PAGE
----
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Biden touts March jobs gain as recovery accelerates

President BidenJoe BidenIRS to roll out payments for ,000 child tax credit in July Capitol Police told not to use most aggressive tactics in riot response, report finds Biden to accompany first lady to appointment for 'common medical procedure' MORE on Friday touted a stellar March jobs report but argued that a full recovery from the coronavirus pandemic depended on the passage of his $2.5 trillion infrastructure plan.

In remarks at the White House on Friday, the president hailed the economy’s stunning gain of 916,000 jobs in March as a promising sign of progress against the COVID-19 pandemic. 

Economists had expected the U.S. to add roughly 675,000 jobs last month and attributed March’s hiring surge to accelerating COVID-19 vaccinations and rising confidence across the economy.

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Even so, Biden argued that the rebound from the pandemic could slip away without the enactment of his American Rescue Plan, a massive investment in the U.S. economy funded by corporate tax hikes.

“In the face of this great news, I need also to make this clear and direct statement to the American people: Progress we've worked so hard to achieve can be reversed,” Biden said.

“As we get the economy back on his feet, we need to do the hard work of building back better — for good, not just for a while, but for good.”

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Republican lawmakers have come out in opposition to Biden's plan, arguing it is too expensive and that the corporate tax rate should not be hiked to 28 percent from 21 percent to pay for it. The corporate tax rate was lowered in tax-cut legislation spearheaded by former President TrumpDonald TrumpBiden to move ahead with billion UAE weapons sale approved by Trump Fox News hires high-profile defense team in Dominion defamation lawsuit Associate indicted in Gaetz scandal cooperating with DOJ: report MORE and a GOP Congress in 2017.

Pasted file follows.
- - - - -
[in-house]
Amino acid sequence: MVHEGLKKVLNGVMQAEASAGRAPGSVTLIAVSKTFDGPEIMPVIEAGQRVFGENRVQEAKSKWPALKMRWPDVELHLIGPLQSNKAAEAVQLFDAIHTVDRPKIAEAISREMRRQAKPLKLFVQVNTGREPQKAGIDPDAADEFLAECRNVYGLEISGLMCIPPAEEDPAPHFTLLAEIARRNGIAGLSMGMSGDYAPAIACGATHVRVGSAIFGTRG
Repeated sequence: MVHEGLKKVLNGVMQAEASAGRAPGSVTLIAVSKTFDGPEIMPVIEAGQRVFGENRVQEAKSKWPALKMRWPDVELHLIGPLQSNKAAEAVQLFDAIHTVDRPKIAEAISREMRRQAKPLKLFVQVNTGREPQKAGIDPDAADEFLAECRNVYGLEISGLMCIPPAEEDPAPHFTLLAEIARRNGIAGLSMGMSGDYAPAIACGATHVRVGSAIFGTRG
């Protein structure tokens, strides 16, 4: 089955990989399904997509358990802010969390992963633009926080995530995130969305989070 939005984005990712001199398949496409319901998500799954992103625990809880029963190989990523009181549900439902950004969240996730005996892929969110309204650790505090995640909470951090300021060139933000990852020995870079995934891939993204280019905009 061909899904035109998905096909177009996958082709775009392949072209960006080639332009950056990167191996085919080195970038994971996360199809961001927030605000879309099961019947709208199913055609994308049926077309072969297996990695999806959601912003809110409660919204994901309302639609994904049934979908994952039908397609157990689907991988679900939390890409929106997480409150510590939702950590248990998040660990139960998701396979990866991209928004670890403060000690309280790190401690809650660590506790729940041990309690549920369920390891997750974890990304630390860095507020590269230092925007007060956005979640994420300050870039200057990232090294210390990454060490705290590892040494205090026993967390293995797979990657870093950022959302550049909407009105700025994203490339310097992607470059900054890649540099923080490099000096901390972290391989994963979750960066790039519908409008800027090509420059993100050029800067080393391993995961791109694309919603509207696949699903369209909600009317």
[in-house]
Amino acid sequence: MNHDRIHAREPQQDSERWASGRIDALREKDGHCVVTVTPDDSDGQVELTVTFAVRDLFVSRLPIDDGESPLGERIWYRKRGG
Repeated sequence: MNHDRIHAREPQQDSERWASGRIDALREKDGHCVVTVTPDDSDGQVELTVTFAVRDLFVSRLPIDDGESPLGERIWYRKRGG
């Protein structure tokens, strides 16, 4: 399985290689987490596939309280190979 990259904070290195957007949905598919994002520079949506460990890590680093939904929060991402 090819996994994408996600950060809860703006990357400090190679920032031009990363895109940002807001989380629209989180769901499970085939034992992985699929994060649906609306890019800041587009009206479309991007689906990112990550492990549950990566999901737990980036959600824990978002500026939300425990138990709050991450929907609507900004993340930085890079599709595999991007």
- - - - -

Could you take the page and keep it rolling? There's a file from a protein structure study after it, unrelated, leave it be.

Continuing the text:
Senate Minority Leader Mitch McConnellAddison (Mitch) Mitchell McConnellMcConnell seeks to end feud with Trump Senate GOP signal they won't filibuster debate of hate crimes bill Colin Powell on Afghanistan: 'We've done all we can do' MORE (R-Ky.) said Thursday that he would fight tooth and nail against Biden’s proposal, and Sen. Mitt RomneyWillard (Mitt) Mitt RomneyFamily policy that could appeal to the right and the left Press: Corporate America defies the GOP Romney on NRSC awarding Trump: Not 'my preference' MORE (R-Utah) said Biden has failed “to live up to the bipartisanship he preached in his inaugural address.”

When asked about the criticism from Republicans, Biden predicted that GOP lawmakers could feel the wrath of their constituents if they refuse to support a bill that, among other things, would funds Veterans Affairs hospitals and replaces lead pipes.

“I think the Republicans’ voters are going to have a lot to say about whether we get this done,” Biden said.

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Over eight years, the Biden proposal would fund projects to repair 20,000 miles of roads and 10,000 bridges, expand broadband access to rural and underserved communities, replace all of the nation’s lead pipes and service lines, invest in research and development and manufacturing, and expand access to home and community-based care.

Infrastructure repair has been a priority for Democrats, and many Republicans, for ages. But Biden has argued his plan is an essential step toward ensuring an equitable recovery and helping the U.S. conquer other challenges ahead.

“It's a once-in-a-generation investment in our economic future — a chance to win the future, paid for by asking big corporations, many of which do not pay any taxes at all, just to begin to pay their fair share,” Biden said.

The White House is hoping to get Biden’s infrastructure bill through Congress and onto his desk by the summer, press secretary Jen PsakiJen PsakiOvernight Energy: Michigan reps reintroduce measure for national 'forever chemicals' standard |  White House says gas tax won't be part of infrastructure bill Guatemala says it didn't sign deal with US to increase border security White House says gas tax won't be part of infrastructure bill MORE said Thursday. Democrats are also preparing to use budget reconciliation to pass the bill with simple majorities in the House and Senate, averting the need for Republican support.

Biden said that while he plans to work for Republican support and is willing to compromise, he will not let GOP lawmakers delay the bill’s passage.

“Debate is welcome. Compromising is inevitable. Changes in my plan are certain. But inaction is not an option,” he said. 

“Congress should debate my plan, change it, and offer alternatives if they think that's what they have to do. But Congress should act.”